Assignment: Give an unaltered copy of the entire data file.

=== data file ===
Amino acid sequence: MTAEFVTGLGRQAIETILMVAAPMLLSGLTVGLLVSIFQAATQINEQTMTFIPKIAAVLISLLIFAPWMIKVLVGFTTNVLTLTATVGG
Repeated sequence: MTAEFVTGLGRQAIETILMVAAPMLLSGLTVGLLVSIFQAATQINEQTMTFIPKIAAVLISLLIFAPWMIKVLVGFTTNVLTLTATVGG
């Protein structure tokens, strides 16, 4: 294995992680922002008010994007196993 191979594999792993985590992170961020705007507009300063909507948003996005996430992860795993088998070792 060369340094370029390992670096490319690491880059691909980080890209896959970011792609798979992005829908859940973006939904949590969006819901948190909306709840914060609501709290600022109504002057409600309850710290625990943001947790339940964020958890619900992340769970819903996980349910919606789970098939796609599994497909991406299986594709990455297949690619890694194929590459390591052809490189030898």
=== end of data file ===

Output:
Amino acid sequence: MTAEFVTGLGRQAIETILMVAAPMLLSGLTVGLLVSIFQAATQINEQTMTFIPKIAAVLISLLIFAPWMIKVLVGFTTNVLTLTATVGG
Repeated sequence: MTAEFVTGLGRQAIETILMVAAPMLLSGLTVGLLVSIFQAATQINEQTMTFIPKIAAVLISLLIFAPWMIKVLVGFTTNVLTLTATVGG
């Protein structure tokens, strides 16, 4: 294995992680922002008010994007196993 191979594999792993985590992170961020705007507009300063909507948003996005996430992860795993088998070792 060369340094370029390992670096490319690491880059691909980080890209896959970011792609798979992005829908859940973006939904949590969006819901948190909306709840914060609501709290600022109504002057409600309850710290625990943001947790339940964020958890619900992340769970819903996980349910919606789970098939796609599994497909991406299986594709990455297949690619890694194929590459390591052809490189030898």